Thursday, December 14, 2017

What the Netflix series, 'Friends from College' Taught me About Settling

The other night, I was wide awake in the wee hours of the morning, reflecting on life and other things After binge watching the Netflix series, Friends from College. Somewhere in between me praying for guidance and stressing about my to-do list, a thought crossed my mind about settling and how often people force themselves to fall in love with the life they have and accept the cards that have been dealt, simply because they didn't end up with the life they actually wanted.

While entertaining, there were a few wildly familiar concepts that the show brought to my attention. It warranted this idea that some decisions we make result in consequences we are obligated to live with forever. On the other hand, some consequences are simply a part of the lesson, where we make a mistake (or make a choice), deal with the repercussions, and are eventually presented with another opportunity to go about things differently. However, more often times than not, the difference between permanent and temporary consequences is a blurred line.

For instance, people will miss out on the love of their life, for whatever reason, and opt for the next best thing. Perhaps, something happened on their individual paths that caused them to walk in different directions. Eventually both parties decide to choose someone else, because life is way too short to wait on things to align perfectly in order for these two people to choose each other, right? However, every now and then, those lingering curiosities pop up and suddenly, the normal routine they've built as the foundation becomes a little less dependable than it once appeared to be. What do we do when we are faced with the daunting questions of what would've/should've/could've happened when there is no way to change what did happen. After awhile, it all becomes utterly exhausting to dwell on, so we either act on it those emotions and risk losing everything, understand the grass isn't always greener and focus on the present moment, or distract ourselves with the life we've already established.

Obviously that example is situational and not everyone thinks like that about their life. Some people are genuinely satisfied with the choices they've made and absolutely content the life they have, but the point is: why is it such a normal concept to settle? Why do we feel like a life that is ours by design is somehow not ours to create? If we want to dig deeper and talk about philosophy that involves spirituality and religion, are we not made in the image of God, the creator of everything? Have we not been given free will? Do we not know that the universe works on our behalf rather than against us?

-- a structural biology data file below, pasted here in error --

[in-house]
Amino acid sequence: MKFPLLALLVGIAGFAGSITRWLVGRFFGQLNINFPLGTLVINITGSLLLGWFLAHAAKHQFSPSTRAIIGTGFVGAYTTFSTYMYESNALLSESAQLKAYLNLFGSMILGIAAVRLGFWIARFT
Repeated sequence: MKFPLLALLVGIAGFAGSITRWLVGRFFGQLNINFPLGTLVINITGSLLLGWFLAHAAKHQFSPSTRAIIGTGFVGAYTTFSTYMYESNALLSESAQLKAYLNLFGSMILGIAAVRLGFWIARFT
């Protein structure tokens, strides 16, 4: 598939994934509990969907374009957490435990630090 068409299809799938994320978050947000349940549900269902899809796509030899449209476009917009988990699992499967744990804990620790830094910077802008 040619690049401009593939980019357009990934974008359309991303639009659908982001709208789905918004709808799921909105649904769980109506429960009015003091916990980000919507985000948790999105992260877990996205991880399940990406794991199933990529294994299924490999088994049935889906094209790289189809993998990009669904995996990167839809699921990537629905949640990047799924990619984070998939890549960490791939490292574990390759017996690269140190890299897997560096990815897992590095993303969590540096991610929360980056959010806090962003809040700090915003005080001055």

I don't have the answers, but I have settled enough to know better moving forward. Despite society constantly implying that I should settle and always trying to dictate what should be on my radar at any given moment, that's not what I or anyone else is meant to do with our time here on earth. I am well aware that I can't  possibly control everything and that things don't always go as planned, but I can act as if the universal powers are all on my side, ready to help me shift things the way I see fit. I refuse to submit to lifelong misery, all because I decided not to go after what I wanted. Even if I intentionally travel down that road and allow myself to be guided by the strong pull of what I love instead of fear, it will only lead to having exactly what I want or obtaining something far greater than what I initially envisioned, even considering the mistakes I'm bound to make along the way. And both destinations are equally fascinating in my book.

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